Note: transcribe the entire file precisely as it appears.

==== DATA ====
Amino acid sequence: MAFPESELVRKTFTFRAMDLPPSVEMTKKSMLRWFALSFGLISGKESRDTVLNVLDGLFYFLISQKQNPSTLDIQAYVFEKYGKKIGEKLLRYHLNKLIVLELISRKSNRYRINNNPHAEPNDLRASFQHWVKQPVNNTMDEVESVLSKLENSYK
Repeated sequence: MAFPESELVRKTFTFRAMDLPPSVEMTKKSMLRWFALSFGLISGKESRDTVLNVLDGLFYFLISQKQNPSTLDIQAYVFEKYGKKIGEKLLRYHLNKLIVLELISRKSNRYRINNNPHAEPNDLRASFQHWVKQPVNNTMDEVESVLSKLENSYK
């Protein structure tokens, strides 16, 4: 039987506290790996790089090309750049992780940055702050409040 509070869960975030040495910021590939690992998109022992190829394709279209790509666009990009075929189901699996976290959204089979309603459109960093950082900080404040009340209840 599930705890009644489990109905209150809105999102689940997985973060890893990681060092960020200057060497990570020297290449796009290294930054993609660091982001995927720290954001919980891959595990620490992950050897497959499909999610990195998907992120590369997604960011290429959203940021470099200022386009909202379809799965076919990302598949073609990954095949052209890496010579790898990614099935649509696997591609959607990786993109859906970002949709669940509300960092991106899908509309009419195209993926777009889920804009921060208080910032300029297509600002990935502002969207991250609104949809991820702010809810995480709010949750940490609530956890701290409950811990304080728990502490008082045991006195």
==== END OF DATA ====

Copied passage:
Amino acid sequence: MAFPESELVRKTFTFRAMDLPPSVEMTKKSMLRWFALSFGLISGKESRDTVLNVLDGLFYFLISQKQNPSTLDIQAYVFEKYGKKIGEKLLRYHLNKLIVLELISRKSNRYRINNNPHAEPNDLRASFQHWVKQPVNNTMDEVESVLSKLENSYK
Repeated sequence: MAFPESELVRKTFTFRAMDLPPSVEMTKKSMLRWFALSFGLISGKESRDTVLNVLDGLFYFLISQKQNPSTLDIQAYVFEKYGKKIGEKLLRYHLNKLIVLELISRKSNRYRINNNPHAEPNDLRASFQHWVKQPVNNTMDEVESVLSKLENSYK
């Protein structure tokens, strides 16, 4: 039987506290790996790089090309750049992780940055702050409040 509070869960975030040495910021590939690992998109022992190829394709279209790509666009990009075929189901699996976290959204089979309603459109960093950082900080404040009340209840 599930705890009644489990109905209150809105999102689940997985973060890893990681060092960020200057060497990570020297290449796009290294930054993609660091982001995927720290954001919980891959595990620490992950050897497959499909999610990195998907992120590369997604960011290429959203940021470099200022386009909202379809799965076919990302598949073609990954095949052209890496010579790898990614099935649509696997591609959607990786993109859906970002949709669940509300960092991106899908509309009419195209993926777009889920804009921060208080910032300029297509600002990935502002969207991250609104949809991820702010809810995480709010949750940490609530956890701290409950811990304080728990502490008082045991006195």